• how to combine watercolor snowflakes with a banner and a short winter inspired quote.
  • how to create a watercolor wreath using a direct painting method. 
  • how to paint all the winter plant shapes that I like to create
  • some easy tips for turning any plant shape into a watercolor illustration for your wreath.
  • how to use a masking method to create a winter plant filled word.

Here are the three projects we'll create in the class:


All you need to take this class is your iPad and a stylus.  I’ll be using the Apple Pencil, but you could use any stylus, or even your finger.

Here are the Class Downloads (you can find the password at the beginning of the class)

Here is the Pinterest Inspiration Board

Here is the iPad Facebook Group

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Liz Kohler Brown

artist | designer | teacher | author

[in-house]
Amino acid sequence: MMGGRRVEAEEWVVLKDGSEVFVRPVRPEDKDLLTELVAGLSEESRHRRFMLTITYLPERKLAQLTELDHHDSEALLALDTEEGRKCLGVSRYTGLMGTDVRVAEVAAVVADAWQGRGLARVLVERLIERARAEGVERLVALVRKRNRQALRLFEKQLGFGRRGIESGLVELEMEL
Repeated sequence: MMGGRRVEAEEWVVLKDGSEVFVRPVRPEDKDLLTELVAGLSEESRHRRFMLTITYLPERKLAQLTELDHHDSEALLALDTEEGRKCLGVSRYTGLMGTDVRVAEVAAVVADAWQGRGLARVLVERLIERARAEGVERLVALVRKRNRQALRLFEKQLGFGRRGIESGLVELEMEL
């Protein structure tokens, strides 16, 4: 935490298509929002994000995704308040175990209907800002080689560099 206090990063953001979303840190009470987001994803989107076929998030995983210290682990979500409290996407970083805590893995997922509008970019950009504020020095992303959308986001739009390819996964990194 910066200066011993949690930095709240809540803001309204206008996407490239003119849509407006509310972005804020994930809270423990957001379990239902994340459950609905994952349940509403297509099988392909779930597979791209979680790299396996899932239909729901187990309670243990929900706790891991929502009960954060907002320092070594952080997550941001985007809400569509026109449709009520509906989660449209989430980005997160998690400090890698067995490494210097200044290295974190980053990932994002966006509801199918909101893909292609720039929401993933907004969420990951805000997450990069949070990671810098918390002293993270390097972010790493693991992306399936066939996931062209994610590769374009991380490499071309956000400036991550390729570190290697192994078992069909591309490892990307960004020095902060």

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1. Winter Watercolors on your iPad in Procreate + 20 Free Procreate Brushes: Hi everyone. I'm Lizzie, I'm an artist, illustrator and teacher. Today I want to show you how to create winter inspired watercolors on your iPad and procreate. When you take this class, you'll get all of my watercolor brushes and templates as free downloads. Plus my watercolor texture paper, glitter and gold papers, and some snowflake shapes to get you started. First, we'll take a look at a few different digital watercolor techniques. So you know how to create watercolor that work best for your personal style. Then will combine watercolors, snowflakes with a banner and a short winter inspired quote. Next, we'll create a watercolor briefs using a direct painting method. I'll show you all the Winter plan shapes that I like to use and cover some easy tips for turning any plant shape into a watercolor illustration for your wreath. Next, we'll use a masking method to create a winter plant field. Will combine leaves, berries and pine needles to bring a winter field to a quote, All you need to take this class as your iPad and the Stylus. I'll be using the Apple Pencil, but you could use any stylus or even your finger. So let's get started. 2. Downloads and Inspiration: The first thing I want to do is show you how to get all of the downloads that you'll need for these projects. You will see a link to this page in the about section of the class. If you are on the app though, you will have to open Skillshare in a browser like Chrome or Safari to be able to see the link to get to this page. Once you get to the page, you will see that you need a password to get in and I'll show the password on screen right now. Once you get into that page, you will see the list of downloads here and the first one is the brush set for Procreate. You can click and hold to get the Open in a new tab menu. I'm using Safari here, I have found this doesn't work as well in Chrome, so you may want to try Safari if you have trouble in Chrome. I'll click Open in a new tab. Once that new tab opens, you can click Open and Procreate, if you don't see that, click More and then find Procreate on the list. I'll click Open and Procreate, and then when you open your next blank document and open your brushes, you'll see on the very top, the winter water color set will be there and all of the brushes are included in that folder. Next, you can go back to the downloads page and download the papers. All of the papers and glitter and gold textures will have the same process. Click and hold, Open in a new tab. Then once that new tab opens, you can click and hold and you should see the Save Image menu. I'll click Save Image to save that to my photos. Before I get started with one of these compositions, I really like to take a look at some inspiration. I created this Pinterest board with a lot of different winter holiday ideas. So you could do some thing that's a simple leaf shape or some holly leaves and berries to get you started or you may be ready to dive into something little more complicated, like a wreath with a lot of different plant elements in it. We are also going to take a look at some various options for creating snow-flakes and some multi-colored effects. You could also do something with texts like this piece where you start out with a word and then decorate it with some plants. You may want to get started by just scanning through this Pinterest board and taking a look at some of the options, especially if you are not sure where to start. This is a great place to go and get some inspiration and then create a similar piece, but really make it your own. Let's go ahead and get started with our first project. 3. Paper and Selections: For this first project, I want to show you a few different methods for painting watercolors. You can really choose the style that works best with your personal aesthetic. First I'll create a new Canvas. Click the "Plus" symbol, create custom size, inches, and I'll use 10 by 10 inches here. I find that works well for most of my uses but you could use any size. Click "Create" to open the Canvas. Then I want to set down my watercolor paper. That's one of the papers on the downloads list from the first video. If you click the "Tool" symbol image, insert a photo. Then I'm going to find that paper that I just saved in my photos. Next, I'll just use the magnetics tools so that I don't distort the proportions of this paper. I'll just pinch out to make this larger. Then I can go to my Layers panel and I'm going to change the setting on this layer to multiply. That's going to allow my watercolor layers to blend really nicely with my paper layer. Next, I'm going to create a new layer, and I'm also going to set this layer to multiply. So all of my new watercolor layers that I create should be set to multiply. That's going to allow the paint and the paper to blend nicely together. If you don't like the darkness of this paper, you can go back to your paper layer and click the M to get all of the settings and then just reduce the opacity a little bit. You can see as I do that, the paper gets lighter and the texture becomes less apparent. If you just want it to be a little bit lighter, maybe go down to 50 percent and then you can see the water color a little bit better. Now we go back to my watercolor layer and I want to create a watercolor snowflake. Now you could paint this by hand or you could use a stencil or some form as a guide. That's what I like to do. I find it's a little bit easier to have a guide. In the winter watercolors brush set that you can download, you'll see a whole list of snowflakes that I created. You could use any of these as your format for your snowflake. You may also want to create your own snowflake form, and I covered how to do that in my winter holiday illustration class. If you want to learn how I made all these snowflakes and turn them into brushes, check out that class. I'm going to click on a snowflake that I like and then I'm making sure I'm on a new blank layer. This one doesn't have to be set to multiply. This is just my stencil Layer, and I'm just going to click one time to set down that snowflake. You can change the brush size over here on the left if it isn't the right size. Then you can use the Move tool and make sure magnetics is on here. If it was off, we could distort the proportions over snowflake. So just wanted to be sure magnetics is on. I'm just going to put this up here in the corner where I want my watercolor snowflake to be. Next I want to make a selection of this piece so I can turn it into watercolor. I'm going to select the snowflake by clicking on that layer and clicking Alpha lock. So Alpha lock puts this in this state. That means I can only edit where I've already painted. I've already painted on this black area. If I click alpha lock, then I can only select my black area. Now that it's in the Alpha lock state, I can click that layer again and click select. So I've done alpha lock and then select. Now that snowflake shape is selected, I'm going to make that snowflake invisible. It's still selected but I can't see it. Then I'm going to go to my layer that's set to multiply, that's my watercolor layer and choose a color that I like. I'll go with this medium blue color. Then I'm going to grab one of my watercolor brushes. So you can play around with these various brushes and find the one that works best for you. I tend to use the blunt edge controlled or the blunt edge rough brush. Those have a nice watercolor texture. So you can use the small brushes and just paint to cover that shape. But there's also a huge size of that brush. If you just want to do one big area, you can go with the huge brash. I'm going to click "Select," that D selects that area. You can see I have a nice base for my watercolor. I want to add a lot of variation to this. So I'm going to go back to my layers panel and duplicate that watercolor layer and make the first one invisible. I want this next layer that I just created to be a different color so that I can have a multi-colored snowflake. I'll click the "Adjustments" tool, click "Hue," "Saturation," "Brightness." Then just change this color slightly. Let's go with that blue green. Now, I'm going to duplicate my original watercolor layer again and make it visible and the other two invisible. Do the same thing, "Hue," "Saturation," "Brightness". Let's go with a purple blue on that one. Now, I have three different shades of blue, teal, purple blue, and maybe a medium icy blue. I'm going to make all of those visible and then go to each layer. With my eraser tool, I'm going to erase some selections so that I can reveal different colors. So I'll start with either the cloud brush or the spotty brush. You can see with the cloud brush when you erase. I'll make this a little bit bigger. You get a nice soft erasing. Whereas when you erase with the spiny brush, you get a rough texture. It really depends on what kind of look you're going for. If you want something really soft, stick with the cloud brush. If you want to get a little about watercolors, spotty texture, then stick with this spotty one. I tend to do a little bit of both to add a lot of extra variation. I'm going to go to each color layer and just erase a little bit on each color. I'm not doing this in any particular order. I'm just jumping around erasing colors, removing a little bit here and there, and then just looking to see what needs to be revealed. So let's see, here I have a really dark blue area. If I want that to be teal, then I need to go to both dark blue layers and erase, and then that turns teal. Next I want to bring a little bit more vibrancy to the snowflake. I'm going to just pinch with my fingers to merge all three layers together. Then I'll go to "Hue," "Saturation,""Brightness" and bump up the saturation until this is bright enough. So I like bright town like that. So I'm going to stick with that color. Click the "Move" tool, to set that. Then I can duplicate that again if I want to get a really dark watercolor look. Then erase even more if I want to add in more variation. So I'm going to pinch these two together. Get the eraser with the spotty brush this time, and just erase in some random areas. So you can see there are really no rules to this process. You can do multiple layers of color, erase on different layers, merge them all together, change the saturation. There is no specific way to do it. You really just have to play around and see what works best for you. Those are the few steps that I use, but I might do it a little bit differently each time just depending on the goal for the piece. So that's the first snowflake. 4. Pencil Selections: You can see that the edges of this piece are really sharp. This would be great for like a graphic design style piece that needs to be really clean and sleek. But let's say you want to do something that's a little bit more loose or a little bit more in the style of a hand painted snowflake. In that case, you would want to do a different method for the selection. I'm going to use that same snowflake that we created in the beginning, and I'm going to use the Symmetry tool to make this a little bit quicker. I'll create a new layer. I'll click the ''Tool symbol", click "Canvas." Turn on my drawing guide, click "Edit Drawing Guide," and then I need my Symmetry tool. I'm going to use the quadrant symmetry because of the way the snowflake is shaped. It's going to be easiest to do quadrant symmetry. Then I just want to be sure Assisted Drawing is on. That'll be off by default every time after the first time you open this tool. Just double-check and make sure Assisted Drawing is on and you've clicked "Quadrant" and then click "Done." Now we have to stay on that layer to use our Symmetry tool. But I'm going to go back to my snowflake layer and just put this snowflake in the very center. I'll use my Magnetic tool to change the size. If you want to make it a little bit bigger or smaller, you can do that. I'm just going to zoom in here and try to get this nicely positioned on this axis. I'm looking at this point, and this point, and just trying to line it up. It doesn't have to be perfect because we're going to make this a loose piece anyway. Now on my Assisted layer, I'm going to start doing a tracing. I'll just use the Narinder Pencil here and I threw that into the Winter Watercolor brush sets so you can find that there. I'll go to my snowflake layer and reduce the opacity a little bit. That's going to make it a lot easier for me to see my tracing. I'm on my assisted layer, I'm going to get black as my color to make it really easy to see. Then I'm just going to go through and just really loosely trace the snowflake. I'm keeping in mind that if I want this to look like an actual water color, then it needs to be loose. If you miss any spots, just make sure you go back and go over those again. Sometimes the Apple Pencil will skip and you'll miss a little area, so just go back and double-check that. I'll just continue tracing this whole snowflake and you can see my Symmetry tool is helping me out down here. There's a nice loose tracing of my snowflake. You can see if you compare this shape to this shape over here. This one is really hard and angular. This one is more soft and organic. We're already getting a more watercolor feeling with this method. I'm going to remove my solid snowflake, and on my Assisted layer where I drew the snowflake, I'm just going to move it up into this little area and then create a new layer for my watercolors. Since that's a watercolor layer, I'm going to set it to multiply so it blends with my paper. I'm going to go to my layer that has the actual pencil. I want to make a selection on that layer. But rather than using the regular Selection tool, I'm going to click "Selection" and click "Automatic." That's going to allow me to click in the middle of this area and get a nice clean selection. If you have trouble with this. Let's say for example, your threshold was really high up here, it would just select the entire paper. Obviously that's not what we want. What I would do in that case is click one time with your Selection tool on Automatic, and when it selects the whole paper, just click and drag until you get to a really low threshold. I'm looking up here, this percentage, let's get it to 5 percent. Then uncheck the Selection tool, turn it back on, click again, and then you should get just the snowflake. What I like to do is see how high I can go without selecting other things. You can see when I get to 18 percent, these other pieces start to be selected so that's too far. Let's stick with 12 percent for our selection. Now we've got that nice organic shape selected. I'm going to go to my Watercolor layer and get a brush. I'll use the Blunt Edge Control this time and get a nice blue shade. I'm double-checking then that set to multiply. I'll increase my brush size here and then just cover this with some watercolor. Once that's covered, you can make your pencil layer invisible and turn off the selection appear. Now we have one layer of color, and I'm going to do the same method I did last time. I'm creating a new layer, changing its color, duplicating it again, and changing the color of that layer. So I've got a few different colors going on here. You can also change the brightness or saturation at this point too. I want a slightly brighter blue. Now I've gotten three nice colors here. I'll just go through with my spotty eraser and cloud brush and reveal some different colors. Sometimes you may find that one color isn't really showing through enough. I like this green color, but it's not really very prominent. I'm going to duplicate it and merge those two layers together, make the other ones invisible and just bump up the saturation of that color. Then it becomes really bold. You can really play around with the various settings on each layer until you get it to the color that you really like. 5. Direct Painting and Glitter: You can see here we use the same snowflakes shape on these two, but we got two very different results. This one is very hard and angular, and this one is very soft and organic and even has some little watercolor rough edges that you would see in an actual watercolor painting. You may want to go a little more rough than this. This may not be enough for you. Sometimes it's nice to have a really organic, loose shape, so one more level of looseness would be using the same method that we used before. We've got that snowflake in the center. We're going to use our cemetery tool again on this new layer. I'll go to a new layer, turn on my drawing guide, Canvas, edit drawing guide, symmetry, quadrant and then I making sure that assisted drawing is on, click done. This is going to be my watercolor layer. I'm going to turn it to multiply. Then I'm just going to choose a color I like. Get the blunt edge controlled brush. Let's get a smaller size here. Then I'm going to go through and do really loose watercolor painting here. You can see this is probably the hardest one to do because you can't pick up your pencil. If you pick up your pencil at all, you're going to get some overlapping lines. That may not be a problem for you, but for me I like to do it in one solid swoop. If you accidentally pick up your pencil at all, you have to go back. That's just one thing to keep in mind. On the other hand, this method makes some really nice loose watercolors. I tend to like it for that reason. Now I'm going to make that stencil and visible, and I can move this snowflake down into this corner. Now you can see we've got a really nice loose watercolor look for this one. I'm going to do my same color process that I did with the previous two. There are three different types of snowflakes with three varying levels of looseness. We've got a really loose piece here with some raw edges. We've got a semi loose piece here that has a little bit of roughness on the edge and then we've got super sharp edges. You can decide what works best for your personal style here, one more type of snowflake that I really like to use with my winter watercolors is glitter. To do that, I'm going to make this snowflake visible and move it down into the corner here. Then I want to add my glitter paper to this document. I'll click image, insert a photo. I save these in a texture album, but you may just have this in your camera roll. I'm going to use this glitter paper that has really extreme contrast from dark to light, and then move it down there where my snowflake is. If that's hard to see, you can move your snowflake above your glitter paper and bring back the opacity on your snowflake layer just so you can really see it. Next, I'm going to click my snowflake layer, click select, click on my Glitter paper, and then click over here to clear out that Layers menu. Drag down three fingers and click Copy and Paste. I'm copying that shape off of one layer and pasting it to a new layer. Now I can make my solid snowflake invisible and my glitter paper invisible. Then I just have this nice, pretty bright snowflake here. You can go to hue saturation brightness and adjust the color. I might turn this into a blue color, or you could also just take down the saturation and work with silver. If you're not sure which one you want to do, you may want to duplicate that layer and do one with one color. Let's go with a tail and then make that one invisible and do one with a silver layer. Make sure that gold layers selected and then reduce the saturation to get silver. Now I've got two snowflakes with different glitter colors. I can compare those so the snowflakes I already have and see which color works best with my composition. 6. Arranging Elements: The next thing I want to do is use these in a composition. I'm going to scatter them around the page. First, I'm going to duplicate each one. So I just want to make sure all of my layers are merged together. I've got this snowflake on one layer, that one on another layer, and I'm just going to put these beside each other to help myself stay organized. I've got that first one on one layer and then I've got two glitter layers. I want to make duplicates of each of these so that when I scatter them around the page, I have a lot of different snowflakes to work with. I'll just go to each snowflake and swipe to the left and click "Duplicate". Now, I'll start with the first one. Click the Move tool and just find somewhere for that to go. I might rotate it a little bit. Put it on the edge here, and so I'm going to continue that process with all of the snowflakes. I'm trying to keep in mind variations. If I do one little one over here, I will do that as a bigger version on the opposite side of the canvas so they don't look similar. I've just randomly scattered these around trying to balance the shades and colors that are similar, and if you want to change the whole piece, you could start merging some of these together. Let's merge together all of the watercolor pieces only and then we can go to hue saturation brightness and maybe make these a lot more saturated or less saturated, brighter, darker. This is a great time to just play around with a lot of color and vibrancy options to get closest to what you want to achieve. Next thing, we're going to turn off my drawing guide because I don't want to see those lines anymore. I'll go to Canvas and just turn that off and then I have a nice clean page to work with. On a new layer, I want to create a little banner in the middle to hold some texts I want to add. I'm going to go to the winter watercolor brush set, and scroll down to the middle. You'll see there are three different banners here. If I get black, it's my color you can see the first one is a folded piece of paper. The second one is more of a ribbon, and then the third one is kind of a turned ribbon. That's the one I want to use, I'm going to delete these other two, and I'm just going to place this in the middle. I want to get it in a nice spot so that I have enough space for text above and below. I'm just going to organize this here and I'm going to create a new layer. Using the narinder pencil, I'm just going to sketch what I want my text to say. I've got my text there. Now, I want to get a little bit of watercolor down on that banner. So I'll create a new layer, set that to multiply and grab a color that I want to use and then get my blunt edge rough or blunt edge controlled. I think I'll do controlled for this one because I really want to stay within the lines of this banner. So I'm on a new layer set to multiply and I've got my blunt edge controlled brush. I'm just going to go through and just loosely paint this color in. You'll see sometimes this brush will make a brush stroke, and if you just rub over it a few times before you pick up your pencil, you can totally remove that brushstroke. Just circle over it a little bit to do some blending and it'll go away. I'm also going to do this same color on the side flaps here. I made a little mistake here, and I just want to erase that before I add any more watercolor, I'm going to use my reverse masking brush that's in this set. The reason I like that brush is because it makes a rough edge rather than a perfectly smooth edge. It's a little bit better for erasing watercolors than just a regular brush. Now, I'm going to come through the slightly darker color with this blunt edge controlled brush, and just add a little bit of a dark shade to that back flap of the ribbon. Now that I have my ribbon painted, I can remove my ribbon background or you can leave it. It's really up to you. Sometimes I like having that little pencil mark, but sometimes I'll remove it. I'm going to duplicate this layer and do a little bit of erasing on it. Next, I want to get a little bit of text for this upper and lower part, and you can do that with hand lettering or you can trace an existing font. I'm going to use a font, and I'll use the app called Over. This is a really easy app to use. It's free, and it makes it simple to add text into your procreate compositions. I'll click "Create". I'll choose transparent as my background color, and then I'll choose square as the size, and for text I'm going to choose two different fonts that I like. I did my first two lines, but I want to use a different kind of font in the middle. So I'll click "Text" again and type that other word. I've got my three lines of text in the two different fonts that I want to use. I'll click the "Check "symbol and then click the "Share" symbol on the top right corner, Save to photos, and this is saving it with the transparent background with white text. Go back to Procreate. Click the "Tool" Symbol, Image, Insert a Photo, go to My Recent Photos, and it's actually going to be invisible because it's a transparent background with white text. For me, I'm just going to click in that blank space and it's going to make the text appear here. That's a little bit confusing the first time you do it, but just think of it as a transparent background with white text on a white background. I'm using my magnetic tool to resize this, and put it in the right place here, and then I want to move the second part of the text down. Let's make this a different color so it's a little bit easier to see. I'm going to swipe right to Alpha lock that or you can click and click "Alpha Lock". Then I'll click "Select", and let's just choose black as our color. Click one time and click "Fill". Now, you can really see that text easily. I'm going to put that "Joy is" right at the top here, and then I want this other text to go down at the bottom. I'm going to get my selection tool, click "Freehand", and then select all the way around that text. Click the Move tool, and just move it down. Now I can see that text doesn't really fit well. So I'm going to click the "Move Tool" with Magnetic selected and make everything a little bit smaller. I want my words, you make it down here to really fit nicely within that space. I'm going to make everything smaller and then I can just scoop "Joy is" up. So I'll get my freehand selection tool again. Click the Move tool and just move that up, and now I can put this one in place using the same process. I'm going to turn off magnetic for this just because it's really hard to do a really specific placement when you have the magnetic setting on. I've got that one in place. I'm going to remove my sketch layers since it's becoming a little bit distracting, and then I want to just use this layer as a guide to add my watercolor. So I'm going to reduce the opacity of that text layer, create a new layer that's set to multiply, and then I'm going to get a nice blue color that works well with my snowflake. Let's use a blunt edge rough brush for this one, and I'm just going to go in and fill this text with watercolor. You could use any of the methods that we've covered so far. You could just make a selection and then paint watercolor right over it or you can just do what I'm doing, which is just by hand, go through and paint each letter. That's going to make the loosest, most hand-painted look. For me, that's what works best. I'm going to use the same process with this text that I used with the snowflakes. I'll create new layers and change the color of that layer, and do that a few times so I can get some multicolored effects. Now I'm going to bring back my text layer, and I'm going to just erase on my watercolor to show that text. I'm going to use the eraser with the reverse masking brush. I'm on this layer that contains my watercolor banner. Let's get a slightly smaller brush. I'll just go through and just really loosely follow this text. Now, I can make my text layer invisible, and there I have my nice text together. I do want to move down the word or move up the word wherever and the banner. So I need to select a few different layers to be able to move those all up together. First, I'll select my banner then I'll select the black outline and the text. Now, I've got three different layers selected. When I click the Move tool, I can just move all three of those up so they look better with the two top and bottom lines. You could keep going with this. You could add some more decoration, more snowflakes, adjust the colors, but I'll go ahead and call this piece finished. 7. Winter Plant Wreaths: For this next piece I want to combine a lot of different winter plants to create a really full bushy wreath. I'm going to start with the same canvas that we did last time. This is 10 by 10 inches. I've laid down my layer of watercolor paper and that's set to multiply at about 50 percent opacity. Then I've created a new layer that's set to multiply on a new layer, just a normal layer. I'm going to get black as my color. I want to start with little framework for my wreath. I'm going to get this circle template brush that comes with this brush set. I'm going to click it one time. If the size isn't right, you can adjust it over here on the left. I'm just going to put this in the middle of the canvas. Then I'm going to duplicate it, click the Move tool, make sure magnetics is selected and just pinch it. Pinching it is going to allow it to stay perfectly in the center of this canvas. I'm just going to leave a little bit of room for my texts in the center and then have a really full wreath on the outside. I'm going to bring that in a little bit more and that looks good to me. This is totally up to you. You can do something thinner or even thicker, really just depends on your personal style. I'm going to merge both of those pencil layers together so that my framework is all on the same layer. On a new layer, I'm going to get the nail under pencil and just do a little sketching here to remind myself how I want to set this wreath up. I know for example, I want to have some big vines that come down like this, and then some smaller ones that come up like this so that I have an asymmetrical balance. Then I want to have pieces coming off each side like this, and then from the bottom they'll come from the opposite direction. I like to do that in the beginning just to give myself a little bit of framework and organization to get me started. On a new layer set to multiply, I'm going to choose a color and I've just chosen a few greens that I like. But you could really do this in any color, it's totally up to you. I'm going to come in and I'm going to grab the blunt edge ref detail brush. The nice thing about this brush is you can get a really tiny thin line, or you can bump it up and get a thicker line. I like to use this for plant forms because it's really easy to draw the actual vine and then you can just bump it up a little to draw your leaves. Start with the base of my vine here, and then I'll increase the size of my brush a little. I'm just going to come through and add these little pine needle shapes. I'm trying to keep these really imperfect. I don't want these to be perfect, I want them to be really loose. I'm just flicking these off this side and letting it be really messy. I'm going to keep doing that with this color all around my wreath. Now that I've got these scattered around the page, I'm going to make sure that layers set to multiply and then create a new layer set to multiply with a different color. I'll grab my second color and I'm going to repeat the same process with a few different colors, so I just go around the canvas and just start adding in color a little bit at a time and trying to keep it really balanced. If I add some light green on this side of the wreath, then I'm going to go over to the other side of the wreath and add in even more. I'm just trying to stay within the boundaries of my circles that I created. It doesn't have to be perfect. You can always go outside of those a little bit. But I try to stay at least closely within those borders. I'll go ahead and speed this up while I add in a bunch of different colors here. Now that I've added in a ton of pine needles, I'm just going to go through with a red color and add a bunch of little dots. Those are going to be my berries. I'm going to spread these dots all around the page and then just add in some little brown stems. I'm just using that same fine detail brush that I use to create the pine needles. Now that I have my first layer laid down, I can go ahead and start adding some variation to this. I'm confident with all of my layers so I'm just going to merge those together, all of my watercolor layers, and then my actual frame is on a separate layer. I'll duplicate that layer and do the same thing I do with the snowflakes, where I make a slightly different shade and do that a third time. I like to do that just to add in a little bit of variation. It's totally optional you don't have to do that step. But I do find that it makes it a little bit more realistic when it comes to trying to compare this to an actual watercolor. You can get a little bit of color variation and lightness and darkness variation. You can get a lot closer to the real thing. I'm just going through and erasing all these little areas on each layer to bring out some of that color variation. I'm going to go ahead and remove my template just so I can really see what I'm doing here. I merged my three color layers together and maybe duplicate that again and merge those together that just gives me a little bit more vibrancy. You can see each time I duplicate it I get some really nice dark darks. One more thing you can do here that can help add a lot of variation is going in with a really small eraser and erasing individual pine needles. Because if you were actually painting this with a brush, you would get a ton of variation from needle to needle. We're ready to add some text into this piece. I'm going to create a new layer, and I've already created the text. I did it using the exact same process that we did in the first project. I went into over and I typed it and then I saved it. I'm just going to go to my photos and click on that image that I've already saved. I'm going to pinch this to put it in the middle of my canvas exactly where I want it to be in my wreath. Then I'm going to give this a watercolor. Look, right now it's just pure black and white. I really want it to look more like a watercolor painting. I'm going to reduce the opacity and create a new layer, then grab my reverse masking brash. What this brush does is it allows you to create a watercolor edge. You can see it has a rough edge like watercolor. It's going to allow us to create an area that we can then select and fill with watercolor. I'll take just a minute here to fill this whole piece really loosely. Now that I have that written with my reverse masking brash I can make the original invisible, and then I can use our selection process. I'll swipe to the right to Alpha log or you can click Alpha log. Click "Select". Now I have that area selected. I can make it invisible, create a new layer and set that layer to multiply, then make sure black is my color. I'm going to get the blunt edge rough watercolor brush, and just come through and fill all of this text with watercolor. Then I can remove the selection tool, and on that same layer, I'm going to come through with the eraser. You can use the cloud eraser or the spotted eraser. I'm also going to duplicate this layer just to make it a little bit darker and merge those two layers together. Then I'm just getting a really dark, dark and some lighter lights, it just gives a little bit more variation. There we go. We have some nice black and white watercolor in the center there, and you can keep going with this. You could add more color variation. We could duplicate the wreath. Then let's get a pink color here. Then we can go through and erase big areas and get more of a pink and red tone. It's totally up to you how far you want to go with this, you can call this done or you could keep adding more platforms, adding more variation and color. I'll go ahead and call this piece finished. 8. Masking Process: For this next piece, I want to combine a lot of different winter plant forms to create a word. I chose a short word here because this is a time-intensive piece. But you may want to go with something a little longer or use just one word in your quote with this style, and then the rest could be regular hand lettering or watercolor lettering. To get started, I need a little bit of a framework for my letters. I've already typed in over the word joy, and I just used a really simple font. You'll see if you use the over-app, there are a lot of really nice simple fonts in there. I'm wanted to click the magnetics tool and just use my two fingers to make this larger. I'm still working with a square Canvas because I think that tends to work well for most online uses. But you could certainly do this in a rectangular form as well. I just want to position this in the center. Then I'm going to just reduce the opacity, so I can really see what I'm doing here. With this piece, rather than directly painting the watercolor, we're going to use a masking method. There are three different masking brushes here. The first one is just regular reverse masking. I'm going to make that bigger, so you can really see it. It has a nice, bumpy watercolor edge. The next one is dry masking, this would be a dry brush with water color pigment on it or wet masking, this is more of a hazy look. Anything you paint with these brushes, you can then select it and then paint it with water color. This is really just a way of setting down your framework for what you want to be shown in watercolor. I'm going to start by creating some plant forms here. I like to start with a simple vine. I'm making sure I'm on a new layer here. Just going to create a really simple vine that goes all the way across my J. Then I'm going to bump up the size of my brush a little bit and just come down off of this little vine and have some really haphazard leaves. You can see I'm trying to add imperfections into these. I'm trying to give them a lot of variation and I'm really using my pencil pressure to have a thin bottom and a really thick ending. I'm just keeping an eye on that as I work and I'll go ahead and speed up my video while I finish this. I'm happy with that. I also want to add in some little red berries. I'm actually going to do that on a new layer because I want to be able to paint my red water color on one layer and green on the other. I don't want them to overlap. You can have them overlap, but for my purposes, I like to remove the green areas so I can really just have appear red. I'm going to go through and try to add a lot of variation with these dots. I'm thinking about, if I do a large one over here, I'm going to do with small one over here. I'm always thinking about that variation aspect as I work. Because I don't want there to be any green water color under my red watercolor, I need to now remove some of this green in all the areas where my red and green overlap. The easy way to do that is to go to your red layer and I'm going to erase this little piece over here, this little mistake. I'm on my red layer. I'm going to swipe right with two fingers to Alpha Lock or click Alpha Lock, and then click Select. Now, I have all of my red dots selected. Now, I'm going to go to my green layer and then click over here to clear out that layers' panel. Swipe down three fingers and click Cut. What I've just done is cut my red out of my green. You can see if you go through there's all these little circles where the red would have been. Now, when I add my red watercolor, it's not going to get muddied up with all the green watercolor. Next, I'm going to go ahead and do my watercolor for this ladder. I'll create a New Layer, click on Main Green, Alpha Lock it, Select, make it invisible, go to my New Layer, and make sure that layer is set to Multiply. Choose a nice green color, and then get my blunt edge rough brush. I'm just going to cover that with watercolor. Now, I'm going to do the exact same process for my red. My red is already alpha locked, so I only have to select it. You can tell if something's alpha locked because it'll have those little checkers. I'll create a New Layer, set that to Multiply, make my red invisible, get red as my color and blood edge rough as my brush, and then I can fill in all those little red dots. Now, I can click the selection tool to deselect. At this point, I like to hide my letters because I find they're a little bit distracting when it comes to adding in my color variation. I'm going to do the same process as usual, going through and altering these colors, adding a few different layers with a few different colors and then doing some erasing. There's my first letter. Now, I'm going to continue on to my second letter. 9. Color and Form Varition: For the second piece, I'm going to do some holly leaves. On a new layer, I'll grab any green color and get my reverse masking brush, and then I'll just go along with a little holly vine here, and then I'm just going to go around and add some little twigs where my leaves will be able to come from. Once I add all of those twigs, I'm going to add in my leaves. I do these with really sharp points, and I try to make each one a little bit different. Once I do my sharp point edges, then I just drag a color in there. Then I've got that really easy, solid color. I'll continue the same process all the way around my O. Now I'm going to do the same process I did with the last piece. I'm going to add in these berries with red. Now I'm going to go back to my green layer and just add in some little stems here with a small brush to show where these berries come from on the vine. Now I want to cut out the red shapes out of the green again. So Alpha Lock my red click it one time, click "Select", go to my green layer, click over here to clear out that Layers handle, drawing down three fingers and cut. Now I cut all of my red out of the green. Now I can do the same process I did before to add in my watercolors. You can see how doing a lighter green with some really bright red berries on this one, and then a darker green with some pinker berries on this one adds a lot of nice variation to this piece. I'm going to continue with this last letter, and for this one, I'm going to do, using the masking brush here. I'm going to do this Y-shape with a really thin vine then I'm going come through on both sides of this with really straight shapes just coming off of the edge, and then for each one of these, I'm going to give it a little leaf all the way down the edge, and you can see these are just tiny little specks. I'll do that all the way down this piece and then I'll add in my red berries too. I'll go ahead and speed up my camera while I do that. Now I've got that last plant form placed here, and I want to add a slightly different greens so that all three of these are different shade of green. I'm keeping that in mind when I choose my last colors, and I'll go ahead and do the same watercolor process on this piece. I toss an emerald color for this one because it contrasts really nicely with these other two pieces. We've got a bright green, a dark green, and more of an emerald. I think these look nice when you add a lot of variation. But you could also do an entire word just with one type of plant. Or you could add some text above and below, or do a wreath around this piece. Really the options are unlimited. Once you learn this process, you can really go crazy with creating these platforms in so many different ways. I'll go ahead and call this piece finished. I hope you enjoyed this class and that you feel inspired to start creating your own Winter watercolors. If you liked this class, you may like some of my other classes where I cover a lot more ways to design and paint on your iPad. Like how to create winter holiday illustrations using the free downloadable brushes I created. Check those out on my profile, if you want see more. Also I share a lot of free downloads on my site. If you want to get more downloads like the ones you got for this class, check out my website. I would absolutely love to see the final project that you create for this class. Please share what you make. You can do that here on Skillshare in the project section, or you can tag me on Instagram or Facebook. You could also join the Facebook group that I created for iPad artists, Illustrators, Letterers, and Digital Planners. It's a place to get opinions and advice on iPad drawing, painting, and digital planning, and get inspired by creations from around the world. If you love creating things on your iPad and want to join other people around the world in conversations, sharing ideas and seeing each other's work. Check out the group, I'll put a link in the class description and there's also a link on my website. If you have any questions about the process you learned in this class, please reach out to me. You can do that here on Skillshare by replying to my discussion or you could contact me through my site. Thanks so much for watching and I'll see you again next time. Bye bye.